Isaiah 5: 1-7

Matthew 21:33-46


Philo Farnsworth invented the television in Provo, Utah in 1927. And

by that, I don’t mean that he was like Jonny Carson, and was the first really

entertaining person to appear on the TV back in ye olden days of very little

mass entertainment. I mean that he invented the cathode ray tube, and a

method to project moving images across a distance to a receiver.

But he’s not the important person in this story.

The important person in this story is Cliff Gardner.

Cliff Gardner was Philo’s brother in law, and one day, as Philo was tinkering

around in his workshop, Cliff saw the drawings that he was working from.

Now Cliff was like pretty much everyone else in Provo– he had no idea

what Philo was on about much of the time. Electricity was brand new and


But there was one thing in those plans he recognized as familiar– one thing

he could get a handle on– glass tubes.

So Cliff moved into Philo’s backyard and set up a glassblowing shop,

because he reckoned that this weird project was going to require an untold

amount of glass tubes.

And that was something that even he could do.

He could make glass  tubes.

And while he had no idea about how electricity worked, or how to send tv

signals through the air, doggone it, he could make glass tubes.

Not fancy, not showy, not memorable, but it was what he had to offer, and

so offer it he did.


There’s something heroic about that: this impulse to offer what one has,

even though we are convinced that it isn’t much, or we aren’t sure it will be

valued, or we aren’t in perfect control of the entire project.

There is something heroic about that, mainly because the alternative is so

very bleak.


We have two vineyards in the readings tonight. And though it’s vaguely

possible that among a lesser congregation, eyes might have glazed over,

and brains might have fogged with all the talk of grapes and tenants and

landlords, I know yours didn’t, so it’s not necessary for me to tell you that

they are described sort of similarly for a reason.


And it’s probable that Jesus, being up on his Law and his Prophets, knew

this Song of the Vineyard from Isaiah backwards and forwards, and that

what he’s recorded as doing in Matthew is retelling and reshaping the

passage to suit his own purposes. He’s proof-texting the Pharisees, in

other words. (Again, the writer of Matthew is in a bitter fight with fellow

members of the Jewish community, and it comes out here. Think of church

fights about music, about moving the altar away from the east wall.  It’s like that).

And in both vineyards, some of the same things are happening. There is a

landowner. He loves the vineyard. He loves it enough to build it on good

soil, to weed it properly, to install a well, and a guard tower (dangerous

grape thieves about, evidently), and to lease it to some tenants.

and here’s where we run into some trouble.

Because the tenants promptly forget, in both cases, that the vineyard isn’t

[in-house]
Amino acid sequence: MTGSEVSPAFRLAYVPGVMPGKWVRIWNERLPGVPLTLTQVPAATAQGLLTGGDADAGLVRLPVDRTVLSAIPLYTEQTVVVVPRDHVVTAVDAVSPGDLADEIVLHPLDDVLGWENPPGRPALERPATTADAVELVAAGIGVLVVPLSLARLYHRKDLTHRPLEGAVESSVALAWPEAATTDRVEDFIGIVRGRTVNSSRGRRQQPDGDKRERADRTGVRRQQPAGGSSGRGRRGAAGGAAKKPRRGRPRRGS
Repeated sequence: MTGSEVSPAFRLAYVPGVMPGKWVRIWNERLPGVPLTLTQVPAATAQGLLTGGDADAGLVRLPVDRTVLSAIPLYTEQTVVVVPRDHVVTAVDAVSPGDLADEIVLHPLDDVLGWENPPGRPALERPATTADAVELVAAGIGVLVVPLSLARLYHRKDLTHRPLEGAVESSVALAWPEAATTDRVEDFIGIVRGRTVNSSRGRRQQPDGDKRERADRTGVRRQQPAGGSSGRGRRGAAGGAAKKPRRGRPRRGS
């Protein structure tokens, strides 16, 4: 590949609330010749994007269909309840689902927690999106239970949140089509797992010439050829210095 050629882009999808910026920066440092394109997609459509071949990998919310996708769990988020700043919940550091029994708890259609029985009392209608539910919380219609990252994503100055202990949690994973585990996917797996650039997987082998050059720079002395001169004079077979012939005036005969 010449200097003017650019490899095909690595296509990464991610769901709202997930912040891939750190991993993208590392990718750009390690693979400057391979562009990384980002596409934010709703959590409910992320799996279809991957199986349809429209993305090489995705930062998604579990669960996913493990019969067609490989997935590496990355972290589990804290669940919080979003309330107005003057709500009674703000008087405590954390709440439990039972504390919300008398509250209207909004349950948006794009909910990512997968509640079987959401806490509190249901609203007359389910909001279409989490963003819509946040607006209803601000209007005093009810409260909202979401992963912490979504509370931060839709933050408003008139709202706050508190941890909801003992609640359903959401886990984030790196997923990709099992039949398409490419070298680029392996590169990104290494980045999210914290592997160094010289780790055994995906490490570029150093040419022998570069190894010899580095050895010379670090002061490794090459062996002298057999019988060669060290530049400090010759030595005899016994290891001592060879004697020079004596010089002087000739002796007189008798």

actually theirs.


And in the Matthean retelling, they even resort to a whole lot of

violence. Pretty presumptuous for some squatters.

They get so invested in tilling the soil, planting stuff, harvesting the grapes,

stomping out some wine, that when the landlord comes and asks for his

harvest, they are outraged. “How dare you presume to take our grapes!

We worked hard for this harvest!”

Which they did. Hard working tenant farmers.

But their problem is that they entirely forgot the point of their labor. The

vineyard was never theirs to begin with. It was given to them to care for

and to shepherd, not to hoard. They didn’t build the protection wall, they

didn’t dig the well, they didn’t even send the rain or fertilize the soil. Here

was this wonderful garden, given as a gift. The question then becomes,

what will those who are given this gift do with it? Will they be good

stewards, or will they forget, and keep all the bounty for themselves?

It’s a fairly easy trap to fall into, this sort of amnesia, and it doesn’t really

matter what the ‘vineyard’ is. We start thinking that all the good things we

have are OURS! And OURS ALONE, through the virtue of our hard work

and dedication!

But really, nothing is ever that simple.

For example, my father is a rather good basketball player. Played college

ball, won the ACC tournament, went to the NIT, played pro in Europe,

drafted by the Celtics. And I could make the argument that he did all that

because he practiced free throws in the driveway as a kid, and worked

hard, and never gave up and was his own never-ending Disney movie.


Which would be true to some extent, but it would be overlooking the fact

that he had incredibly supportive parents, who could afford to send him to

college, the sort of college that wins stuff, a high school coach who took an interest in him, and most of all,

the fact that he grew up in a family of small giants, all of whom are over 6 ft


None of us live in a vacuum. We are products of communities, and

products of history, and products of context, every one of us. In a sense,